And while saying these things, [I must tell you] I am not playing patriotic. For whatever reasons Mr Vajpayee gave the invitation, his [President Musharraf's] coming here is a big thing. He held many rounds of consultations in Pakistan .He consulted every uncle and aunt of his in Pakistan. It was a bit of tamasha there. Pakistani journalists in such a large numbers have never come here. This is all good, but it does not mean that because of the platitudes and homilies of goodwill, the differences will disappear. Star Television is not going to be the solution to the Indo-Pak problem.

Vajpayee will have some explaining to do. The Indian position is bit a stodgy. India has come out looking a little wobbly from this exercise. It is the small partners who revel in negatives and say that they stuck to their position. It doesn't behove the bigger partners to say that they stuck to their [stated] positions. If the US says in relation to Cuba that they stuck to their position, it would mean nothing. The US would look bad. For once, the diplomatic and public relation initiative is on the Pakistani side. And [this has happened] after a long time, and thanks heavens for this.

In the past, Pakistan used to react to things done by India. For once, India is reacting to what Pakistan is doing. Long it may last!

A joint declaration would have raised questions in Pakistan. The joint declaration, by definition, would have to satisfy Pakistanis and Indian concerns, which means marriage of conflicting view points. India's basic position is that you want Kashmir issue to be forgotten. You want Kashmir to be sanitized. You want militancy, or call it freedom struggle, to end. You want 12-year-old situation to come to an end. This is a big thing. You aren't even ready to offer in return a proper sequence of words! I mean Pakistanis are really asking for words. Say Kashmir is a disputed territory. Open it up. And then ask Pakistan to deliver. We are not asking for plebiscite. And when you say Kashmir is a disputed territory, it doesn't mean that you are offering Kashmir on a platter to us. The legal position is that Kashmir is a disputed territory.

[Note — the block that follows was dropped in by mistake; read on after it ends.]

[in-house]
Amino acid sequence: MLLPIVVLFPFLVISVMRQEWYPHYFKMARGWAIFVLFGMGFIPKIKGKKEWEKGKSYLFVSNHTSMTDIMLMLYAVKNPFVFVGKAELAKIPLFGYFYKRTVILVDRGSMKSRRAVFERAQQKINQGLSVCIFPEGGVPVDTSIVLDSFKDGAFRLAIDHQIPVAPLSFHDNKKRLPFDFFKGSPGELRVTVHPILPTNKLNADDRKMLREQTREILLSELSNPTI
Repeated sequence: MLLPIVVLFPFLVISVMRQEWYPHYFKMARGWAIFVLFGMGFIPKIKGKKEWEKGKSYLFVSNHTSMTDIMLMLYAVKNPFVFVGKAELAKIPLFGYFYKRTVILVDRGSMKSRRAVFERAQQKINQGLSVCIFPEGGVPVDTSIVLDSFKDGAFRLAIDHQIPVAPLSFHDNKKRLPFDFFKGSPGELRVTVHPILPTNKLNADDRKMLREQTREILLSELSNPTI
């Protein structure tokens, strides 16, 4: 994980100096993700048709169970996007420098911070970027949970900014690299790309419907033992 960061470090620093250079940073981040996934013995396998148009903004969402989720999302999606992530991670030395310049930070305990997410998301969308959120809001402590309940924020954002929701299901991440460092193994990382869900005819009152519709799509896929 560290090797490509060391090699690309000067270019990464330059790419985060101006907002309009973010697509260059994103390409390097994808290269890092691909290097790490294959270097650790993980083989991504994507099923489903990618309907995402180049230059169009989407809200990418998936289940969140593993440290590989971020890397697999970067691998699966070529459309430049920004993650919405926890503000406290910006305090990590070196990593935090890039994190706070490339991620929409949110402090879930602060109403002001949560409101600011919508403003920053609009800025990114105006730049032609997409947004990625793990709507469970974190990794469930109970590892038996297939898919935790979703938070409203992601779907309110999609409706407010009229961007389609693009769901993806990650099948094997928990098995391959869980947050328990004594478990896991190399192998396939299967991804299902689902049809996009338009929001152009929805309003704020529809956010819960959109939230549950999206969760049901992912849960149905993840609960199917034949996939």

Suppose Pakistan raises a question on UP today. Would you even listen to us? If we say Andhra belongs to us, would you even give us a date? You may say 100 times that Kashmir is an integral part of India. But international legal position is that it's a disputed territory.

Honestly, I am feeling happy. It was a good beginning. Both countries should have a sense to continue this process. I would have been disappointed with a watery and weak declaration. That's not what the situation demanded -- a declaration open to misinterpretation, a declaration which both sides could have used to play to the gallery would have collapsed. So I feel that a clear collapse is better than a weak agreement.

I feel there should be a continuation of dialogue and Vajpayee should come to Pakistan.

Indo-Pak Summit 2001: The Complete Coverage